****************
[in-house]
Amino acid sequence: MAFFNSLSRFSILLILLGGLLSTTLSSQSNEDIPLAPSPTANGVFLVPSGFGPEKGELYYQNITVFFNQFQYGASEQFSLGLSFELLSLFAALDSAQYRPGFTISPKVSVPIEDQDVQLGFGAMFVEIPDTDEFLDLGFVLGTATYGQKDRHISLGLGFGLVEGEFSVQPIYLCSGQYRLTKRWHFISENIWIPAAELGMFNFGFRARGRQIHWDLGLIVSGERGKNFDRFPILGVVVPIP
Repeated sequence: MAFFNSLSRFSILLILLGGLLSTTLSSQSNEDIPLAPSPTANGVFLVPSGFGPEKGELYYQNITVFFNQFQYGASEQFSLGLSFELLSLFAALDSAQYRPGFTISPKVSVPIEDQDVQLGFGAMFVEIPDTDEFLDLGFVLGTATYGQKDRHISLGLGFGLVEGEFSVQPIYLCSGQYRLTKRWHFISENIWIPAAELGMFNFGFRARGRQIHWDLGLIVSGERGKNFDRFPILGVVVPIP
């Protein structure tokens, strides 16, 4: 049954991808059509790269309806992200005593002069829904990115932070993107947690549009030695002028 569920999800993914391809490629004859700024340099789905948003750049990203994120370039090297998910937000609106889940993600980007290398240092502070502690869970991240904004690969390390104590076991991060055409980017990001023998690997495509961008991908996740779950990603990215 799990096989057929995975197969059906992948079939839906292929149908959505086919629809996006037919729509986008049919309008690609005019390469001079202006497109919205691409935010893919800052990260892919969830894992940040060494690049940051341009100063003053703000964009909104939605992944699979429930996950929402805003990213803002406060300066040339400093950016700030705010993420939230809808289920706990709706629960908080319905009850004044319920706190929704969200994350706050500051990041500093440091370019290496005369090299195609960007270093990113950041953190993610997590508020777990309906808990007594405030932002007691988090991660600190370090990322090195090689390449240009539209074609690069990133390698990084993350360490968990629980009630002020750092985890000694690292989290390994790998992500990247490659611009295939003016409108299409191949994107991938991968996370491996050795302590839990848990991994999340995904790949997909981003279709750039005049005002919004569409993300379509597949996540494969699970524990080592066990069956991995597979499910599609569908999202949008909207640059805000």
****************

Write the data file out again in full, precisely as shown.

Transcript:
[in-house]
Amino acid sequence: MAFFNSLSRFSILLILLGGLLSTTLSSQSNEDIPLAPSPTANGVFLVPSGFGPEKGELYYQNITVFFNQFQYGASEQFSLGLSFELLSLFAALDSAQYRPGFTISPKVSVPIEDQDVQLGFGAMFVEIPDTDEFLDLGFVLGTATYGQKDRHISLGLGFGLVEGEFSVQPIYLCSGQYRLTKRWHFISENIWIPAAELGMFNFGFRARGRQIHWDLGLIVSGERGKNFDRFPILGVVVPIP
Repeated sequence: MAFFNSLSRFSILLILLGGLLSTTLSSQSNEDIPLAPSPTANGVFLVPSGFGPEKGELYYQNITVFFNQFQYGASEQFSLGLSFELLSLFAALDSAQYRPGFTISPKVSVPIEDQDVQLGFGAMFVEIPDTDEFLDLGFVLGTATYGQKDRHISLGLGFGLVEGEFSVQPIYLCSGQYRLTKRWHFISENIWIPAAELGMFNFGFRARGRQIHWDLGLIVSGERGKNFDRFPILGVVVPIP
């Protein structure tokens, strides 16, 4: 049954991808059509790269309806992200005593002069829904990115932070993107947690549009030695002028 569920999800993914391809490629004859700024340099789905948003750049990203994120370039090297998910937000609106889940993600980007290398240092502070502690869970991240904004690969390390104590076991991060055409980017990001023998690997495509961008991908996740779950990603990215 799990096989057929995975197969059906992948079939839906292929149908959505086919629809996006037919729509986008049919309008690609005019390469001079202006497109919205691409935010893919800052990260892919969830894992940040060494690049940051341009100063003053703000964009909104939605992944699979429930996950929402805003990213803002406060300066040339400093950016700030705010993420939230809808289920706990709706629960908080319905009850004044319920706190929704969200994350706050500051990041500093440091370019290496005369090299195609960007270093990113950041953190993610997590508020777990309906808990007594405030932002007691988090991660600190370090990322090195090689390449240009539209074609690069990133390698990084993350360490968990629980009630002020750092985890000694690292989290390994790998992500990247490659611009295939003016409108299409191949994107991938991968996370491996050795302590839990848990991994999340995904790949997909981003279709750039005049005002919004569409993300379509597949996540494969699970524990080592066990069956991995597979499910599609569908999202949008909207640059805000």